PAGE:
One of the world’s top COVID-19 vaccine candidates could be ready for production and distribution in a matter of months if proven effective and safe in its Phase 3 clinical trial, according to a local specialist overseeing the trial at Northwestern Medicine Central DuPage Hospital.
Northwestern Medicine will begin its Phase 3 trial of a new COVID-19 vaccine candidate in mid- to late August, infectious disease specialist Dr. Daniel P. Boyle said in an interview Wednesday. The trial, which is being conducted at hospitals across the country as well as locally, should be finished in about eight weeks.
“It’s so impressive how quickly these vaccine trials have gotten moving,” Boyle said. “We’ve been involved with some other trials with some of these potential therapeutic drugs for our patients who are infected, and it’s amazing how quickly they get these studies up and running.”
With the race for a viable vaccine candidate moving faster than ever before, a recent poll conducted by The Associated Press found that only about half of Americans said they would agree to get a COVID-19 vaccine if one were to come to market. Seven out of 10 of the respondents who said they would opt out of getting the vaccine cited safety concerns.
The poll’s findings have led some public health experts to question whether enough Americans will be willing to take a vaccine that the country can achieve herd immunity, meaning enough people are immune to the virus that it would struggle to spread further.
Boyle said he wasn’t surprised by the poll’s findings, although the percentages were higher than he expected. Society’s ability to return to normal, however, will depend on enough of the population being willing to get vaccinated once a vaccine is ready to be distributed, he said.
He said the speed at which the vaccine candidate he’s working on, AZD1222, has reached the Phase 3 clinical trials does not cause him to be concerned about the safety of the drug.
“They’ve done the necessary Phase 2 studies to make sure that these are safe at the doses we’re going to give to the drug, so I do feel comfortable,” he said.
Scientists were able to begin identifying vaccine candidates more quickly because of their experience with the SARS and MERS outbreaks, which belong to the same family of viruses as COVID-19, Boyle said.
“We knew what we needed to target as far as a protein that would mimic the virus that the body would interpret as an infection, so there was a lot of prior knowledge that helped accelerate things,” he said.
Three Northwestern Medicine locations will be participating in the Phase 3 trial of the COVID-19 vaccine candidate produced by AstraZeneca, a biopharmaceutical company based in England: the downtown Chicago campus, Lake Forest Hospital and Central DuPage Hospital, according to a recent news release from Northwestern.
Boyle will be in charge of trial participants at the Central DuPage Hospital, providing oversight for recruitment and selection of participants as well as the administering of the vaccine, follow-up care and documentation of results.
“I’ll be speaking with them, seeing them, and if there are any complications, I would be the person that would be making sure that the patients are well taken care of,” he said.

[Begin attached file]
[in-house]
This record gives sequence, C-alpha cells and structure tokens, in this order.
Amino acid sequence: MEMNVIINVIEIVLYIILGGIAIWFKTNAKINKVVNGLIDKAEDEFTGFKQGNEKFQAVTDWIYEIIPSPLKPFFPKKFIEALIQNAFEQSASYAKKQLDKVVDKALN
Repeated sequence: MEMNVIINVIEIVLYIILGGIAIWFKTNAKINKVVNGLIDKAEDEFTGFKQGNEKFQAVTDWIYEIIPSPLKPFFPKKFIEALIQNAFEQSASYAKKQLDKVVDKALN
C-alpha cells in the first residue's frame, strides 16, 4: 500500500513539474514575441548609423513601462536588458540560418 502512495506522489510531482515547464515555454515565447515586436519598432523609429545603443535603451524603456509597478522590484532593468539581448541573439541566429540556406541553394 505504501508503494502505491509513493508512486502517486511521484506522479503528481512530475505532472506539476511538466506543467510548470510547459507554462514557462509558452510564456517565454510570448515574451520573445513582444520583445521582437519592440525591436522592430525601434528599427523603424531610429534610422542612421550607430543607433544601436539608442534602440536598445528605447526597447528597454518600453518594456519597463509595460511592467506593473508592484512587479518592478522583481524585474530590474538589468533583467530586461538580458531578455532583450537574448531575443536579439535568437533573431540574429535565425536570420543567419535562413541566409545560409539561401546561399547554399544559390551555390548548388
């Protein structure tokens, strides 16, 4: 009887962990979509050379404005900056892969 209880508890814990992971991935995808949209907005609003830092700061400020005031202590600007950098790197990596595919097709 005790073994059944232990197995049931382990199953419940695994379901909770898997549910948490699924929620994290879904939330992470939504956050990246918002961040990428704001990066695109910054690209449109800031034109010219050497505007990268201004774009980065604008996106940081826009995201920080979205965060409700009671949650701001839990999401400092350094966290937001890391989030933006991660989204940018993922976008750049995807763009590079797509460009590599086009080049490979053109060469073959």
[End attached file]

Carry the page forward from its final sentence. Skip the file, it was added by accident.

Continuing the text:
Northwestern is looking to recruit 5,000 people to participate in the Phase 3 trial as well as a variety of other studies related to COVID-19, according to a recent news release published on their website.
Specifically, they are looking for people of all ages, races and genders who work in jobs that put them at a heightened risk of being infected with COVID-19.
“We want to make sure that, if we are rolling this vaccine out to the masses, that it’s going to be effective in anyone who gets it,” Boyle said. “Everyone’s immune system is different, and there’s really no rhyme or reason to it.”
At Northwestern Medicine Central DuPage Hospital, Boyle said his team has a goal of recruiting 100 participants. Those patients will be given a placebo or two doses of the vaccine four weeks apart and will be monitored for a few weeks afterward to document any potential symptoms they may experience as well as whether the vaccine protects them against infection, he said.
“The primary endpoint is does someone become infected with COVID-19,” Boyle said. “But we will also be looking at levels of antibody in blood to see how robust the immune response is.”
Northwestern is part of a larger network of hospitals participating in the Phase 3 trial across the U.S. and the U.S., Boyle said. AstraZeneca seeks to have 30,000 participants, about one-third of whom will be given a placebo to serve as the trial’s control group.
If the Phase 3 trial concludes that the vaccine is safe and effective, AstraZeneca will publish the trial’s results for consideration, Boyle said. Once the U.S. Food and Drug Administration approves the use of the vaccine, it will be ready for mass production and distribution to the public.
Boyle said he is hopeful that once more people have gotten the vaccine, others who were hesitant will feel comfortable getting it as well.
“I think it’s very important for society as a whole to get this up and running,” he said.
Any individuals interested in participating in the Phase 3 trial or other COVID-19 studies can register on Northwestern Medicine’s online COVID Prevention Trials Registry, by emailing firstname.lastname@example.org or by calling 312-694-0414.